Discover Card Help Center

Social Security Number and New Account Alerts

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What are the SSN & the New Account Alerts offered by Discover?

We are offering a free monitoring service for Primary credit cardmembers that helps them look out for potential fraud threats beyond their Discover card accounts. Once you sign up for the service we will send you alerts via email (and text message if you prefer).
The service consists of two different types of alerts:

  1. We'll notify you if we find your Social Security Number on any of thousands of Dark Web sites that we are monitoring.
  2. We'll monitor your Experian® credit report every day and notify you when new credit cards, mortgages, car loans or other credit accounts are listed in your name—even if they’re not Discover accounts.

How do these SSN & New Account Alerts actually work?

We monitor thousands of sites on the Dark Web — a hidden area of the Internet where stolen Social Security numbers can be traded or sold for the purposes of identity theft and fraud. This process is also called internet scanning or internet surveillance. If we find your Social Security number, we'll send you an alert and help you take action.

We also monitor your Experian credit report and notify you whenever any new credit account is reported to your Experian credit file, even if it's not a Discover account. In most cases, you will probably recognize it as an account you opened. However, if you don't recognize the account, we’ll let you know what steps you need to take to close the account, inform the credit bureaus and reduce your risk of future fraudulent activity.

How do I sign up for these alerts?

The SSN & New Account Alerts are free and must be activated online. Once you give us permission and verify your email address, we will begin to monitor your Social Security number and Experian credit report. Activate Now.

When will the monitoring begin?

We will start monitoring 1-2 days after you sign up for alerts. If we are unable to enroll you in alerts for any reason, we will let you know.

How do I stop receiving these new alerts?

You can switch the SSN & New Account Alerts on and off anytime you like. If you don't want to receive alerts at this time you can Deactivate Now.

How can I receive text message alerts?

If you want to receive text message alerts for SSN &  New Account Alerts you can Activate Now.

Once you have successfully enrolled in text alerts you will receive a text message asking to confirm your enrollment in text alerts. You must reply “Y” in order to complete your text message alert enrollment.

How do I stop receiving text message alerts?

If you want to opt-out of receiving text message alerts for Social Security number and new account alerts you can Deactivate Now.

Where can I find the terms and conditions for the alerts?

Review the terms and conditions for the SSN & New Account Alerts herefor identity Alerts Terms and Condition.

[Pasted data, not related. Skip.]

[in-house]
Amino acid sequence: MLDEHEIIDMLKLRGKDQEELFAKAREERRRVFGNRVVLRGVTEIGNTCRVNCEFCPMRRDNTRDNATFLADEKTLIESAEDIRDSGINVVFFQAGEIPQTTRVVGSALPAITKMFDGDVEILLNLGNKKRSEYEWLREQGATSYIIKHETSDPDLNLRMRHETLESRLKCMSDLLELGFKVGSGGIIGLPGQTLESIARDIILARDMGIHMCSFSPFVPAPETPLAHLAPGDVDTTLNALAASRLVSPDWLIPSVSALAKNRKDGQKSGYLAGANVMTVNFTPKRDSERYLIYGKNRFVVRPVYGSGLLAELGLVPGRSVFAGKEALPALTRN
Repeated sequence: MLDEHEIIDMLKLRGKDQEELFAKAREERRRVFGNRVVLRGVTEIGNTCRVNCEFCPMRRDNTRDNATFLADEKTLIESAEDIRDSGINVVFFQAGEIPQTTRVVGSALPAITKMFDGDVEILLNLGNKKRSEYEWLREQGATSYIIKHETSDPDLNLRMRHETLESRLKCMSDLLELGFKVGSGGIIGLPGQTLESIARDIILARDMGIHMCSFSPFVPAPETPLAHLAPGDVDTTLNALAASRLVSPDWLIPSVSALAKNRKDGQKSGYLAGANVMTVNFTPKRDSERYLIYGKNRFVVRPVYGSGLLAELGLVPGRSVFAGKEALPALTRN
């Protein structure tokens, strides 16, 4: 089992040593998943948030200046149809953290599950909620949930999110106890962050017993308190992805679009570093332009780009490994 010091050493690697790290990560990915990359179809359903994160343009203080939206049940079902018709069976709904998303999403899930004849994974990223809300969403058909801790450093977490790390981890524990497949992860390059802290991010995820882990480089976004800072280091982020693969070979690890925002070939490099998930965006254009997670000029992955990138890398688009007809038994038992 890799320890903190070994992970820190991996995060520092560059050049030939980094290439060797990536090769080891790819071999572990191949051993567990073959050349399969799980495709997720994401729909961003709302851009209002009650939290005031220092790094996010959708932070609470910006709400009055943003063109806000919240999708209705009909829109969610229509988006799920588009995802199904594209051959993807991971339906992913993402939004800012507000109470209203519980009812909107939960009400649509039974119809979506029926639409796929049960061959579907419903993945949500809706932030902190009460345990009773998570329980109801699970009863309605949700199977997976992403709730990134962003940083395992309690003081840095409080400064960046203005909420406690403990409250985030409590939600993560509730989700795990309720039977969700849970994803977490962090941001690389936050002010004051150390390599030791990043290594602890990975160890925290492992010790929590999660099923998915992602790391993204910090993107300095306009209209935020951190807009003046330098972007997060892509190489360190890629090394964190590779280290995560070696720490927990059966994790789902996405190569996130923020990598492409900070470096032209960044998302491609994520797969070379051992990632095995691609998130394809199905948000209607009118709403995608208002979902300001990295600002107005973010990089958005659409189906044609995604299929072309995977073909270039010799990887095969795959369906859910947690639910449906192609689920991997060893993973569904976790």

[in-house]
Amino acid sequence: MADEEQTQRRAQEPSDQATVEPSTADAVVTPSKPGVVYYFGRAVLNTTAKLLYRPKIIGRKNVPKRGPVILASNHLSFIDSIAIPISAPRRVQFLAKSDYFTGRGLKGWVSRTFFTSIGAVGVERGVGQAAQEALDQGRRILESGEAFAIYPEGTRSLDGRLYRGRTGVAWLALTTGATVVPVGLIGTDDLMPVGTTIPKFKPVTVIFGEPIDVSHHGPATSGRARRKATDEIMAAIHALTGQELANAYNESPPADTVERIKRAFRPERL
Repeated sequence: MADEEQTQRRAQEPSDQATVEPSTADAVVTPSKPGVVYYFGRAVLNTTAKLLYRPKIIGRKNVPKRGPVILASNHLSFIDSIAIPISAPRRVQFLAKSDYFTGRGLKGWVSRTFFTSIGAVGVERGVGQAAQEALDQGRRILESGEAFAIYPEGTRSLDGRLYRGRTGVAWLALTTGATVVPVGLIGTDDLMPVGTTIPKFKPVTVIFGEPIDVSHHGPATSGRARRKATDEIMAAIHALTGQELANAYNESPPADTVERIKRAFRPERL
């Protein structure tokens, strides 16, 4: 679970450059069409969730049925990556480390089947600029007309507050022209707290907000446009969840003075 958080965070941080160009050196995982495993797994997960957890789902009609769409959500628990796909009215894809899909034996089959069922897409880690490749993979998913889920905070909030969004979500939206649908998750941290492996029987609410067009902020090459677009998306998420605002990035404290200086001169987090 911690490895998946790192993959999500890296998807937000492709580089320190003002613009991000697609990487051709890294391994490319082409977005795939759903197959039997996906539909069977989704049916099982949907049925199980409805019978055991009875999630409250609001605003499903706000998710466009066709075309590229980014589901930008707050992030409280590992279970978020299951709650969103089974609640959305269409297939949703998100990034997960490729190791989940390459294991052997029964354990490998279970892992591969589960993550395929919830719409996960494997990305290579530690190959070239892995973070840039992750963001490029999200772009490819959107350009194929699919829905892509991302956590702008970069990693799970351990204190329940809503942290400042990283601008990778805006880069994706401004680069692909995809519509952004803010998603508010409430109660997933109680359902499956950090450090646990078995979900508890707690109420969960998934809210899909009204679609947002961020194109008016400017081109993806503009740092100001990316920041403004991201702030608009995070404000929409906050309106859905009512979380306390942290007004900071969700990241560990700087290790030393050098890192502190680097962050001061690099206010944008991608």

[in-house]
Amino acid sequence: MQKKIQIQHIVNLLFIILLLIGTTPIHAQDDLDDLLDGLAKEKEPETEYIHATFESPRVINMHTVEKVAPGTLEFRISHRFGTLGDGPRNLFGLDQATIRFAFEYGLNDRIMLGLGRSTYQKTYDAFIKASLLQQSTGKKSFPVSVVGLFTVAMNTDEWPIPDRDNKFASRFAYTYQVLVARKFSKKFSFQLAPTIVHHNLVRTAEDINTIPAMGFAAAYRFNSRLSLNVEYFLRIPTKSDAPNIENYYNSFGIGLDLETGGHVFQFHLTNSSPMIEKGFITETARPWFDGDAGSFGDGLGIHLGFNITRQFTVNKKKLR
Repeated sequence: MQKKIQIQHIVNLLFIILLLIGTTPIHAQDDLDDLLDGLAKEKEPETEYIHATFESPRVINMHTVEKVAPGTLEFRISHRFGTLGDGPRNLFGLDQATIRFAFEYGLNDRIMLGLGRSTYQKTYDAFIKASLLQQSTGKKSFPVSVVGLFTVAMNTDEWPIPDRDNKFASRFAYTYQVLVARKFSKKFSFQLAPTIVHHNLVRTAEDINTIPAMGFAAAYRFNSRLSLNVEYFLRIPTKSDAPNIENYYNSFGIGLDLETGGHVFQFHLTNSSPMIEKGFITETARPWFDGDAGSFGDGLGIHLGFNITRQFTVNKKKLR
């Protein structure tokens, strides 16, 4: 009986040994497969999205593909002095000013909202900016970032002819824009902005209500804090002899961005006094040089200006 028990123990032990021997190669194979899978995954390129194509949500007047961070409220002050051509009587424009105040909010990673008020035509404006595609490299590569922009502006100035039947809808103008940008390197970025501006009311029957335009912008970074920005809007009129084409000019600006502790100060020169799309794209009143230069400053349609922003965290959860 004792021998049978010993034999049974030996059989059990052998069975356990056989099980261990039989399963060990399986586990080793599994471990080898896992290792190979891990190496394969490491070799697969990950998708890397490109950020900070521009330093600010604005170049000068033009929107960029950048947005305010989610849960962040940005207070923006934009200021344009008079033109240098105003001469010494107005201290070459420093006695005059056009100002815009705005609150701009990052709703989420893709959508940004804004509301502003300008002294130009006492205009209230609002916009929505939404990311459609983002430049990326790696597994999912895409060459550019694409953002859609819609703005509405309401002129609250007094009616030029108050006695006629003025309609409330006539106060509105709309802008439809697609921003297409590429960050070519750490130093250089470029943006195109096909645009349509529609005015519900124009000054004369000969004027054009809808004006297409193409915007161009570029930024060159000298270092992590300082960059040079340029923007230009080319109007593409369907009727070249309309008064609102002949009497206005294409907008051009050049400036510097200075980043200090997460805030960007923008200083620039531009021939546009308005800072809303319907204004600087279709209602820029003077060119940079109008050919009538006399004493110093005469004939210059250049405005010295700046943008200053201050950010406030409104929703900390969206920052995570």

Will I be billed for receiving these new alerts?

No, the SSN & New Account Alerts are completely free.

Do I have to have a Discover Card to have these alerts?

Yes, the service is available for all Primary credit card account members.

If a new account was opened, when and how will I receive my alert?

There is no requirement for creditors to report new accounts to Experian within a given time period, so it could take several weeks before the opened account appears on your Experian credit report. We monitor your report at Experian every day to alert you once the account appears on your credit report. Additionally, not all companies report to all 3 major credit bureaus.

When a new account is reported on your Experian credit report or your Social Security number is found on a Dark Web site that we monitor, we will send you an alert via email (and text message if you have opted-in).

How do the alerts differ from the existing Fraud alerts on my Discover account?

Your fraud alerts (such as suspicious activity alerts and account log in alerts) keep you in the know about activity on your Discover Card account. Discover's SSN & New Account Alerts differ in that they keep you informed of any new accounts opened on your Experian credit report or if your Social Security number is found on one of the thousands of Dark Web sites that we monitor, which may signal an increased exposure to identity theft.

Is my spouse or the joint/secondary cardholder or authorized buyer covered under the new monitoring service?

No, only the Primary credit card member is eligible to receive the SSN & New Account Alerts. If your spouse or joint/secondary cardholder is the Primary cardmember of their own Discover Card account, he or she can enroll for these alerts on their account.

Why are my new alerts not available?

Your Social Security number and new account alerts might not be available because: